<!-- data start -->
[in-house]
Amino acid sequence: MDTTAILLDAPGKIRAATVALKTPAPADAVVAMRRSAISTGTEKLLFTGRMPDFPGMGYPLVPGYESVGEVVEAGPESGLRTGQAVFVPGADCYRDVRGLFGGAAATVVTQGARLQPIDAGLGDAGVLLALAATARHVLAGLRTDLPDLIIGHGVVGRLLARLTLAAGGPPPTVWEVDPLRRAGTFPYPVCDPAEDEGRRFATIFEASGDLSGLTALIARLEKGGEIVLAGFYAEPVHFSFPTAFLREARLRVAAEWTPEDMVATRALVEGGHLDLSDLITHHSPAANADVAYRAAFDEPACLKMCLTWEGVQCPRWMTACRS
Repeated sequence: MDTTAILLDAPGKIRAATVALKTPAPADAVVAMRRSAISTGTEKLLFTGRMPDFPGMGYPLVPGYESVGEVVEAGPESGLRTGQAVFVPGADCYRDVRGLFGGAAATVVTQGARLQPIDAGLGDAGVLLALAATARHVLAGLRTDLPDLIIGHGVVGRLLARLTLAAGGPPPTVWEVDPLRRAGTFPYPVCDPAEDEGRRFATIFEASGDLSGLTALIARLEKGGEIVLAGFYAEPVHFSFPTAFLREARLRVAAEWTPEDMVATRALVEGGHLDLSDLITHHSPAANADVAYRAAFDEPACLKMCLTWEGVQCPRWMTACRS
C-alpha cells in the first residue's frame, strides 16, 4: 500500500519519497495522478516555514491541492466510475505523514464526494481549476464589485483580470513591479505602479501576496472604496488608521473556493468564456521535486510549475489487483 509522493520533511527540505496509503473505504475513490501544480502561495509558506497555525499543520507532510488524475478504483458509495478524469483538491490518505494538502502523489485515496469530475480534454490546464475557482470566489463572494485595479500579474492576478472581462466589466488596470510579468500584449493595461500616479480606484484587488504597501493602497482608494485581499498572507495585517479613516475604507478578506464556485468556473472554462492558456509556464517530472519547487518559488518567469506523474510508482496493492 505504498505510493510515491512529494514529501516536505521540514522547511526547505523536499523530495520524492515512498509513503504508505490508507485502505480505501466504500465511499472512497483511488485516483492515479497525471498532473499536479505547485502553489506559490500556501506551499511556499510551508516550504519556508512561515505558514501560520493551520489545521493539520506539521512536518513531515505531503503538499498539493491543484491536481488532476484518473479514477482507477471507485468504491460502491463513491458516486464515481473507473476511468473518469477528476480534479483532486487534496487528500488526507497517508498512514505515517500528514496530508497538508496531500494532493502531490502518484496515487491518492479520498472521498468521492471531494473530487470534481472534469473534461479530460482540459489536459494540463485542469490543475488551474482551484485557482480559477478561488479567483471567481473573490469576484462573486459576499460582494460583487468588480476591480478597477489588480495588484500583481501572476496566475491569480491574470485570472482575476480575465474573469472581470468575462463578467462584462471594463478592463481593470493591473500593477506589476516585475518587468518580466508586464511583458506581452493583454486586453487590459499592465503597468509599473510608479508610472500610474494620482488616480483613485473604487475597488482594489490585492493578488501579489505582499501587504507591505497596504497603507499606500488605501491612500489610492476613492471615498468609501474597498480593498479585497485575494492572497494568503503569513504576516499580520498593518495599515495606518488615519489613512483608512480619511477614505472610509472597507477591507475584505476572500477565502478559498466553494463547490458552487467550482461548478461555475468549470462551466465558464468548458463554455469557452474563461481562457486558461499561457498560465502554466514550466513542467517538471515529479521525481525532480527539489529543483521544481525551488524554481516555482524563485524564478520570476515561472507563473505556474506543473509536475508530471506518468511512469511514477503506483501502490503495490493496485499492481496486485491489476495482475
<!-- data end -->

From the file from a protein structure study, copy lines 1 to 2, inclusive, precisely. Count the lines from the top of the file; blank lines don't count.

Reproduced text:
[in-house]
Amino acid sequence: MDTTAILLDAPGKIRAATVALKTPAPADAVVAMRRSAISTGTEKLLFTGRMPDFPGMGYPLVPGYESVGEVVEAGPESGLRTGQAVFVPGADCYRDVRGLFGGAAATVVTQGARLQPIDAGLGDAGVLLALAATARHVLAGLRTDLPDLIIGHGVVGRLLARLTLAAGGPPPTVWEVDPLRRAGTFPYPVCDPAEDEGRRFATIFEASGDLSGLTALIARLEKGGEIVLAGFYAEPVHFSFPTAFLREARLRVAAEWTPEDMVATRALVEGGHLDLSDLITHHSPAANADVAYRAAFDEPACLKMCLTWEGVQCPRWMTACRS